Regardless of whether you opt to become a leader, or prefer to remain an involved, concerned and committed member of an organization, your ability and effectiveness will be positively enhanced, and your actual degree of personal responsibility, is often directly related to your willingness, ability and understanding of the essentials of organizational budgeting. While nearly every group mandates creating and approving an annual budget, very few do so in a way that actually makes the group more effective. Wouldn’t it make sense, therefore, if groups dedicated time and effort, to training their constituents, and especially their leadership (and most involved and concerned members), to all the essentials and necessitates of the various aspects of budgeting, and how to use it effectively? With that in mind, this article will briefly discuss five things you should know and understand, before you prepare, consider and review a budget.
1. What are the needs, priorities and goals for the organization? Budgets should never be created in a vacuum, but rather must be tools for evaluating needs and priorities, and allocating the best proportion of time, money and other resources, in the most efficacious manner. Since effective groups constantly evolve, this is a significant reason why the method most used for creating budgets (which, unfortunately, is generally merely taking the previous year’s document, and adding a certain percentage). Great budgets address how a group should operate and create plans and programs, etc.
2. Carefully evaluate both revenues and expenditures: Are you optimally and efficiently raising revenues, as well as spending as you should, rather than falling into the trap of, too much, too little or just right? Is your fundraising performing as it should, and running on the proverbial, all cylinders? Avoid being myopic, and just cutting across the board, but rather, use zero-based budgeting, so you can evaluate every non-contractual area of either income or expense!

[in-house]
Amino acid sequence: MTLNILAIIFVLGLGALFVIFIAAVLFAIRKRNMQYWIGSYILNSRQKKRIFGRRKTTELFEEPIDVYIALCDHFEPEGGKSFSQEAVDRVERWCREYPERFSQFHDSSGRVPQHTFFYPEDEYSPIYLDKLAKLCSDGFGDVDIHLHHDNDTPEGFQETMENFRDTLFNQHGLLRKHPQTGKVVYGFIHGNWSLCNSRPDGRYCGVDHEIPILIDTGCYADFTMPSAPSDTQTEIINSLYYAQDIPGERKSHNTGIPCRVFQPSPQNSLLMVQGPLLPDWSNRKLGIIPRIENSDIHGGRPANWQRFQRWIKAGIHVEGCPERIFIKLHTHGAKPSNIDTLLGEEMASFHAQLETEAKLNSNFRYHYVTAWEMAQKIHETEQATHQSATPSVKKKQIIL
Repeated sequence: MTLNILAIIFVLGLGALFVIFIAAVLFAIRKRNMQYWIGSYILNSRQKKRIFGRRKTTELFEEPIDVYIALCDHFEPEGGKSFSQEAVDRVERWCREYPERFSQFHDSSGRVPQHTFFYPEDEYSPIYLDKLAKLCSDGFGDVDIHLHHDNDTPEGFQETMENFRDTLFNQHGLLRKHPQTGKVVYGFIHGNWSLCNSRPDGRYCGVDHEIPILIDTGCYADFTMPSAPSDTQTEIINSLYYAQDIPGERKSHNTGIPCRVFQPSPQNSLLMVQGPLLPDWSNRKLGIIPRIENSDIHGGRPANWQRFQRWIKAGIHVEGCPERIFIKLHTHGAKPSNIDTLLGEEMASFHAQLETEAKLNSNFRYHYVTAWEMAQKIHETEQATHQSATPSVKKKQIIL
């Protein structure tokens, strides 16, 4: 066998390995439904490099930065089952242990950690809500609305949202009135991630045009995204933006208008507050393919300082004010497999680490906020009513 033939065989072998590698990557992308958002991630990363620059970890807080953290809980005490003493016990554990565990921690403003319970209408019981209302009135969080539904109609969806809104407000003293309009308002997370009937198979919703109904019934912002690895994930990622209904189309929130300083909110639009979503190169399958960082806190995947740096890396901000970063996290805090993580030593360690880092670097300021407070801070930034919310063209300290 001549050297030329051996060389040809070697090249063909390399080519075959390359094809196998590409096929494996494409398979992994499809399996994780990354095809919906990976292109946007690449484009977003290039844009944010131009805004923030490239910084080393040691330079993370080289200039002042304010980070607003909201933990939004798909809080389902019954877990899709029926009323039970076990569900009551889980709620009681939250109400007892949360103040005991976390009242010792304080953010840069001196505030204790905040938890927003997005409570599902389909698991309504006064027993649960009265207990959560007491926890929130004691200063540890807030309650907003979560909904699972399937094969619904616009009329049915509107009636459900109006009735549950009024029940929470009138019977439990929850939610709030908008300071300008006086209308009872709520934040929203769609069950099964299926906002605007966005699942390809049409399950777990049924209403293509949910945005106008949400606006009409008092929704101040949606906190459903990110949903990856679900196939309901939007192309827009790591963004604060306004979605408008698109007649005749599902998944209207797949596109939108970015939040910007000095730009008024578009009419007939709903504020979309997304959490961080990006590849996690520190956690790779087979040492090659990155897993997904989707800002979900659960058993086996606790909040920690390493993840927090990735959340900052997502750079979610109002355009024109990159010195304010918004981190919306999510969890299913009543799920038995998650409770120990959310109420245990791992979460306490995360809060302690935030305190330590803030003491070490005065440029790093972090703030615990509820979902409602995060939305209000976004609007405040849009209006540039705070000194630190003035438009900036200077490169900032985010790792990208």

3. Review the actual revenues and expenses from the past two years: Don’t merely guess in some areas, or resort to either wishful thinking, or speculation. Look at what has been raised in the past, and pay particular heed to what’s been spent, and see if you can get more bang-for-the-buck.
4. What works and what needs addressing: This area of consideration is often a fine line, because while one must avoid panic and using the throw the baby out with the bathwater approach, similarly, you must realize that even great ideas often need a degree of tweaking, so they don’t appear to be stale, or merely the same-old-same-old. Remember how important it is to ask relevant questions, and get as much detail and explanation as possible, so you best understand what you are reviewing!
5. Make your budget a working, living document, guide and plan: A budget, and the entire process, can be perceived either as a living, working document, or merely a time consuming, relatively worthless one. The choice is yours! Prepare a quality budget, follow it, and use it to address goals and priorities, through the year.
Budgeting may not be the most interesting process or exercise, but it is an important and relevant one. It’s a matter of how seriously you take it, and how deeply you look at what’s going on around you!